Chapter 13 in Thomas Kuhns ‘The Structure of Scientific Revolutions’ is ‘Progress through Revolutions’. Here Kuhn questions what it is that makes a science. He comments in an interesting way on what differentiates the branches of science. Thus he suggests that a strong sense of identity within a scientific discipline occurs when there is agreement within the community on past and present accomplishments. He also writes about the progress that occured in the arts as representations became more realistic with refinements in the instruments and techniques of the artist. The relationship between the scientific community and the paradigm is emphasised as well as the debate that occurs between schools. Kuhn also suggests that although science progresses it does not necessarily progress towards any specific goal. He also reiterates the effectiveness of scientific revolutions followed by periods of normal science in developing a body of scientific knowledge. However he leaves the reader to answer the question ‘what must the world be like for us to know it?’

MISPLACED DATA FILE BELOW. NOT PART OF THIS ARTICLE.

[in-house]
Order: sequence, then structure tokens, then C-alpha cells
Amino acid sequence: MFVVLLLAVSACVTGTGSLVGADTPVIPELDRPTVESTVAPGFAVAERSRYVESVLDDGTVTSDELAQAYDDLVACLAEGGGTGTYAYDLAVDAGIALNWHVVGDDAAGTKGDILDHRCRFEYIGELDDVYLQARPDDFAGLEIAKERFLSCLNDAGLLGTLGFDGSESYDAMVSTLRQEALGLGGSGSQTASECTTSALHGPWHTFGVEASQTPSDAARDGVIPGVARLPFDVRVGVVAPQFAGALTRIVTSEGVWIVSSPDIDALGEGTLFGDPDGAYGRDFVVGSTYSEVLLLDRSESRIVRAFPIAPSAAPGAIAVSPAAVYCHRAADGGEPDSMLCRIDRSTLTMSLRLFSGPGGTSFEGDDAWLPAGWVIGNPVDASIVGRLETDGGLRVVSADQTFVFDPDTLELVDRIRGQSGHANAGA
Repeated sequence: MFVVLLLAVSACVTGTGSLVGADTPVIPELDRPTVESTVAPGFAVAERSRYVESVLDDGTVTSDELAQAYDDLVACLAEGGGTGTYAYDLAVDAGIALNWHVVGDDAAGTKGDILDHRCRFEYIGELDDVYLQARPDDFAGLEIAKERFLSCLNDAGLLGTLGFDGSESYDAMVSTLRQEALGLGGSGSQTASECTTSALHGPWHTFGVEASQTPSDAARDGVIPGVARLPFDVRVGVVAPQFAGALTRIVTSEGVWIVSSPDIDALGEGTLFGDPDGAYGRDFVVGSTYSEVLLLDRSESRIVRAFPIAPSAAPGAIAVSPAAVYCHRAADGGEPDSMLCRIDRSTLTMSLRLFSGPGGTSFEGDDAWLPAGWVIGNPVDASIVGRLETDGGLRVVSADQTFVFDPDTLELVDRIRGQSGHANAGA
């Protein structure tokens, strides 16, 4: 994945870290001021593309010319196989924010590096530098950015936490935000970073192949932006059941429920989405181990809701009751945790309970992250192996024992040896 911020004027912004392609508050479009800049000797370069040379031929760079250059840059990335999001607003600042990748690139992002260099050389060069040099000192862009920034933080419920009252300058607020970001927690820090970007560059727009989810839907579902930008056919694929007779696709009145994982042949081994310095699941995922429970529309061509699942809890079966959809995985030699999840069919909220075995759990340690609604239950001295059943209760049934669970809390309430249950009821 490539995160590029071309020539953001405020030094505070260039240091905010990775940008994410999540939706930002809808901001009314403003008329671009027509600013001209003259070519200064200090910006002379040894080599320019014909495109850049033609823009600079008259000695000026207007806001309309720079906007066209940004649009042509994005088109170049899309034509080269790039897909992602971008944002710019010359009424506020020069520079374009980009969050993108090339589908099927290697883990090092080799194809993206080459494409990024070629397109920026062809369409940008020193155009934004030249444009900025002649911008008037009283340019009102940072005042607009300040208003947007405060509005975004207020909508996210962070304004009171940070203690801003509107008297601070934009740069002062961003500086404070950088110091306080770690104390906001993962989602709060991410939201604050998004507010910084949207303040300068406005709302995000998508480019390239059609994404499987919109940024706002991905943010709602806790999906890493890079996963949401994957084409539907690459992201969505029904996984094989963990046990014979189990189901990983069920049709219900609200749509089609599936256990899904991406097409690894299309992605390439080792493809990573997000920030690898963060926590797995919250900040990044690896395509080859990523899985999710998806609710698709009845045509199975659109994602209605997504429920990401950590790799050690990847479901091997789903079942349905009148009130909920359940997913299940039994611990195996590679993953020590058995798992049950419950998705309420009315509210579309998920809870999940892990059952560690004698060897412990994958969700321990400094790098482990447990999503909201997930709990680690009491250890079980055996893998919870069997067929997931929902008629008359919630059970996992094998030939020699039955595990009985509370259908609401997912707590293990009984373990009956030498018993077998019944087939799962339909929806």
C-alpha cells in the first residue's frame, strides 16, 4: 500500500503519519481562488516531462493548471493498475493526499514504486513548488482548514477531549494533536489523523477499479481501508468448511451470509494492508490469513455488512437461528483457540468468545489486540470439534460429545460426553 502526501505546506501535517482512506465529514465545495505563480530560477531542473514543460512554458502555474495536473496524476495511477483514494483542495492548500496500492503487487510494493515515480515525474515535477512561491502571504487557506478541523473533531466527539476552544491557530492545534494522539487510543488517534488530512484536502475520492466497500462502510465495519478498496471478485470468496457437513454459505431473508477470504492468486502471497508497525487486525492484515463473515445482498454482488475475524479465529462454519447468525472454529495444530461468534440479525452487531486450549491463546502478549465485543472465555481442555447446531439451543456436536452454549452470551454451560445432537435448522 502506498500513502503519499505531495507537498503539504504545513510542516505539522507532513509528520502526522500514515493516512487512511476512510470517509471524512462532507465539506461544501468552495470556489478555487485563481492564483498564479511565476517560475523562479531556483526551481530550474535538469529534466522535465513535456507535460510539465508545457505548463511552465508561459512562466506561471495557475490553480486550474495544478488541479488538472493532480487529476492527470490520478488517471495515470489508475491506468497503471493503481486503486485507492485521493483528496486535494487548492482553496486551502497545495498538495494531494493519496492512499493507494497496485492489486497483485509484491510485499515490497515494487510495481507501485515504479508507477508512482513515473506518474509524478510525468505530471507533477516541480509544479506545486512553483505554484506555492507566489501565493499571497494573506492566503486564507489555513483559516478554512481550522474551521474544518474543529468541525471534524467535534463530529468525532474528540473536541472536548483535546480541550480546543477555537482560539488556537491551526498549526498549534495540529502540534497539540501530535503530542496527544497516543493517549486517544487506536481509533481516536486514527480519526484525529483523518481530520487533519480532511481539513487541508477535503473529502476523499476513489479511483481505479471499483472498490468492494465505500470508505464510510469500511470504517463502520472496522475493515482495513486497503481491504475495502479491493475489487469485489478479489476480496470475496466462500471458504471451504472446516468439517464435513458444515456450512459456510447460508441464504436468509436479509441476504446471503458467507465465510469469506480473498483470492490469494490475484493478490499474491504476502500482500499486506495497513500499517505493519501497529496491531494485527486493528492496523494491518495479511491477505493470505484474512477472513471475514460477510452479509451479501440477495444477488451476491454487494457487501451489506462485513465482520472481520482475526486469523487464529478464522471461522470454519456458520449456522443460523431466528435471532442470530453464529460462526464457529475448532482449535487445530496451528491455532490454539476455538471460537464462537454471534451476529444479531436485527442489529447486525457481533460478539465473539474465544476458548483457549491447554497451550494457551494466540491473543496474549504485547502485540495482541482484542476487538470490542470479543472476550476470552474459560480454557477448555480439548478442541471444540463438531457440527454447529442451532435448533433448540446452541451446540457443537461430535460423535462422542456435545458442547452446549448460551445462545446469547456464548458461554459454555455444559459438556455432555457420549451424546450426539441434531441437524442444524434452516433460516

Thomas Kuhn. The Structure of Scientific Revolutions. Narrated by Dennis Holland. (Paperback originally published in 1962). Audible. 2009.
For a review of the Introduction see here.
For a review of Chapter 1 see here.
For a review of Chapter 2 see here.
For a review of Chapter 3 see here.
For a review of Chapter 4 see here.
For a review of Chapter 5 see here.
For a review of Chapter 6 see here.
For a review of Chapter 7 see here.
For a review of Chapter 8 see here.
For a review of Chapter 9 see here.
For a review of Chapter 10 see here.
For a review of Chapter 11 see here.
For a review of Chapter 12 see here.
In Support of Method – Critique of Feyerebend’s ‘Against Method’ see here.
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